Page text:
Traveller and Roma Policy in Ireland
Anti-Discrimination and Racism
Travellers in Ireland have the same civil and political rights as other citizens under the Constitution. The key anti-discrimination measures, the Prohibition of Incitement to Hatred Act 1989, the Unfair Dismissals Acts 1977, the Employment Equality Acts and the Equal Status Acts specifically identify Travellers by name as a group protected. The Equality Act 2004, which transposed the EU Racial Equality Directive, applied all the protections of that Directive across all of the nine grounds contained in the legislation, including the Traveller community ground. All the protections afforded to ethnic minorities in EU directives and international conventions apply to Travellers because the Irish legislation giving effect to those international instruments explicitly protects Travellers.
Members of the Roma community in Ireland have the same rights and responsibilities as any other EU citizen when in Ireland.
During 2015 the Department of Justice will be undertaking a comprehensive consultation process with a view to putting in place a revised National Traveller and Roma Inclusion Strategy by early 2016. The process will seek to revise, as appropriate, the Strategies being followed across Government in the key priority areas of accommodation, education, health, employment and anti-discrimination.
The Department endeavours to promote positive communications in relation to the Traveller Community. One of the activities sponsored in this context is the annual Traveller Pride Week which aims to promote Traveller culture and achievements, including to the wider population.
Irish Human Rights and Equality Commission
Section 42 of the Irish Human Rights and Equality Commission Act 2014 introduces a positive duty on public bodies to have due regard to human rights and equality. The Irish Human Rights and Equality Commission will assist public bodies to comply with the positive duty by producing guidelines and codes of practice. The idea is to create a positive duty on public bodies to conduct their business in a manner that is consistent with individual human rights. The Commission will have an important role in developing this model of positive duty and in achieving a key tool which will be meaningful and effective in actively promoting equality and human rights across the public sector. Training as well as preparation of codes of practice will be important elements of what the Commission can offer. The duty set out in the Act requires public bodies to have regard to the need to eliminate discrimination, promote equality of opportunity and protect the human rights of its employees and service users.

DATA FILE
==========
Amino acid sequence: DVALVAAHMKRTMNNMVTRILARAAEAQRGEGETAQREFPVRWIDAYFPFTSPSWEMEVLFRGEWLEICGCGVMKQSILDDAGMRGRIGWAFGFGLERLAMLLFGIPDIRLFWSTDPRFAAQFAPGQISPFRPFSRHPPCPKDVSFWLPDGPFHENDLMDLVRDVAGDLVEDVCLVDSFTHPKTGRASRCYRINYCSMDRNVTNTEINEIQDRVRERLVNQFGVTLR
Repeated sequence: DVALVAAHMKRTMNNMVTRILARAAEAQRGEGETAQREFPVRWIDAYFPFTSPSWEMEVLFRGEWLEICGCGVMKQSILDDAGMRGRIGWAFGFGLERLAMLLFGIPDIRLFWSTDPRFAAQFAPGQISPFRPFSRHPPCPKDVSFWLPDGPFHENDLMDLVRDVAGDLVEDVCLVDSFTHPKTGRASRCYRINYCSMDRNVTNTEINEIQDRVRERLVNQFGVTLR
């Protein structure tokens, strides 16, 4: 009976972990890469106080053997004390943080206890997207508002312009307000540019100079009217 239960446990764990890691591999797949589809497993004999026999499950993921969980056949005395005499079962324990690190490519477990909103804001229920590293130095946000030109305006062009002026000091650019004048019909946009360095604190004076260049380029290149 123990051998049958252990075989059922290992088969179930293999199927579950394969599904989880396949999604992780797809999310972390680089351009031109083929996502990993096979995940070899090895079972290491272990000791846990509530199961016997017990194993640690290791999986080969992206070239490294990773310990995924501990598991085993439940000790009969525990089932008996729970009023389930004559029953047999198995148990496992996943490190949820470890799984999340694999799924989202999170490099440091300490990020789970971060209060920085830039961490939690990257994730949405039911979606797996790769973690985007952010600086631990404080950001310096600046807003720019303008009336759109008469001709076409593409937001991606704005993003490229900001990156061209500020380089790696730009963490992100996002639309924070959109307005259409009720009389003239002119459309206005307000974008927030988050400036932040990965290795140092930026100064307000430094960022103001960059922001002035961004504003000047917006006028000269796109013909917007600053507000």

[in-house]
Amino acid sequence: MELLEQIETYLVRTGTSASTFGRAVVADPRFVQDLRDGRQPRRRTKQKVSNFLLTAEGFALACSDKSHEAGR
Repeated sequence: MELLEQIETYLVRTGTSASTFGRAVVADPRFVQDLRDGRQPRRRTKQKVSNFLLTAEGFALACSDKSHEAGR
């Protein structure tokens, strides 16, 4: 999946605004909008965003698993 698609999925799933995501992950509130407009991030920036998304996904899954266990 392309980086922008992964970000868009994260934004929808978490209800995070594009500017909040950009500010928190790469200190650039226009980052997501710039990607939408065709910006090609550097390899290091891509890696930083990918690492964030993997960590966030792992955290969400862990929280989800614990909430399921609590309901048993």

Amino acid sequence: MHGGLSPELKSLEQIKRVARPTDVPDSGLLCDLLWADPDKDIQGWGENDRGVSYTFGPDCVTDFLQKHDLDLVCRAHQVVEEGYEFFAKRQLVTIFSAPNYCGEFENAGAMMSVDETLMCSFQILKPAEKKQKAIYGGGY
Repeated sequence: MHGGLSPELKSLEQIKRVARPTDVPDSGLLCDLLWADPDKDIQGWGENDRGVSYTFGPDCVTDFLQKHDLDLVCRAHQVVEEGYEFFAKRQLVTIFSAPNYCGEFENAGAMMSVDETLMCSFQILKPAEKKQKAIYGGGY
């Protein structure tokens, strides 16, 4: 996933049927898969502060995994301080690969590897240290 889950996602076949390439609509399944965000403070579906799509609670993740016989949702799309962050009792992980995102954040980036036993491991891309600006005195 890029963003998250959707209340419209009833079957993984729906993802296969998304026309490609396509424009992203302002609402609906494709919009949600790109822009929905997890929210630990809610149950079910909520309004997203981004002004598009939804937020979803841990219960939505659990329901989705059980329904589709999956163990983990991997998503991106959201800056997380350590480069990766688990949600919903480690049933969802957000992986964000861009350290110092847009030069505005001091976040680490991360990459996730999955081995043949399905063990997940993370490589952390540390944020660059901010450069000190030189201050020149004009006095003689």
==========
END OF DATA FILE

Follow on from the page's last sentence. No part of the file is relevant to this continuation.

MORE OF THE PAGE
On 1 September 2014, the Commission published a new e-learning course for front-line staff in the public sector. “Delivering Equality in Public Services: An Introduction for Front Line Staff” provides public sector staff with the essentials they need to know about Irish equality law in their work. The course is available free and takes about 40 minutes. It is an e-learning course which is being made available in a number of ways. Individual officers in public sector bodies can access Delivering Equality In Public Services on the IHREC website.
An Garda Síochána
During 2014, An Garda Síochána launched localised information training sessions to cater for Ethnic Liaison Officers (ELOs) and Community Garda members in conjunction with Roma community specialist trainers/facilitators. These sessions provide instructions on policing strategies to be employed in policing Ireland’s Roma Gypsy population and have specific focus on integration, equal protection and mutual respect. It is proposed to continue the roll-out of these training sessions.
A number of measures have been implemented in the education sector to combat discrimination and prejudice against all students in Ireland including Travellers and Roma:
· Anti-Bullying Procedures
These procedures are designed to give direction and guidance to school authorities and school personnel in preventing and tackling school-based bullying behaviour amongst its pupils. They place a strong focus on education and prevention strategies to deal with bullying behaviour including, in particular, cyberbullying and identity based bullying such as homophobic and transphobic bullying. The procedures make clear that the focus of any prevention and education awareness measures in schools about cyber-bullying should be on educating pupils on how to stay safe while on-line and also on developing a culture of reporting any concerns about cyber-bullying. The procedures also recognise that parents and pupils have a role and responsibility in helping the school to prevent and address school-based bullying behaviour and to deal with any negative impact within school of bullying behaviour that occurs elsewhere.